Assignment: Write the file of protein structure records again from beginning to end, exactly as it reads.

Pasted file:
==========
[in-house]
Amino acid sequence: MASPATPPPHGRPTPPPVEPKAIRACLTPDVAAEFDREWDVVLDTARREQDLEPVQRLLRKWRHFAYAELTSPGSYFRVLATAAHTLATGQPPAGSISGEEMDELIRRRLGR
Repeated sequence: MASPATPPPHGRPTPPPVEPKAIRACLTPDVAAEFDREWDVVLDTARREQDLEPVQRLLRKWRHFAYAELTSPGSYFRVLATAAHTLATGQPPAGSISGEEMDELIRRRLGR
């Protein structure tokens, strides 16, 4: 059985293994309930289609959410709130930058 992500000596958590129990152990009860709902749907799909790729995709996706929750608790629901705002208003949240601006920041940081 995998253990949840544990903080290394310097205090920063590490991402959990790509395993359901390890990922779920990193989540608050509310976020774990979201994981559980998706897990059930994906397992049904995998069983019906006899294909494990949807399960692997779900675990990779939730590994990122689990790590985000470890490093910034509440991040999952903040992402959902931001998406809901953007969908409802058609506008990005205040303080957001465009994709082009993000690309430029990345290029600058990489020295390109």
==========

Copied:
[in-house]
Amino acid sequence: MASPATPPPHGRPTPPPVEPKAIRACLTPDVAAEFDREWDVVLDTARREQDLEPVQRLLRKWRHFAYAELTSPGSYFRVLATAAHTLATGQPPAGSISGEEMDELIRRRLGR
Repeated sequence: MASPATPPPHGRPTPPPVEPKAIRACLTPDVAAEFDREWDVVLDTARREQDLEPVQRLLRKWRHFAYAELTSPGSYFRVLATAAHTLATGQPPAGSISGEEMDELIRRRLGR
């Protein structure tokens, strides 16, 4: 059985293994309930289609959410709130930058 992500000596958590129990152990009860709902749907799909790729995709996706929750608790629901705002208003949240601006920041940081 995998253990949840544990903080290394310097205090920063590490991402959990790509395993359901390890990922779920990193989540608050509310976020774990979201994981559980998706897990059930994906397992049904995998069983019906006899294909494990949807399960692997779900675990990779939730590994990122689990790590985000470890490093910034509440991040999952903040992402959902931001998406809901953007969908409802058609506008990005205040303080957001465009994709082009993000690309430029990345290029600058990489020295390109």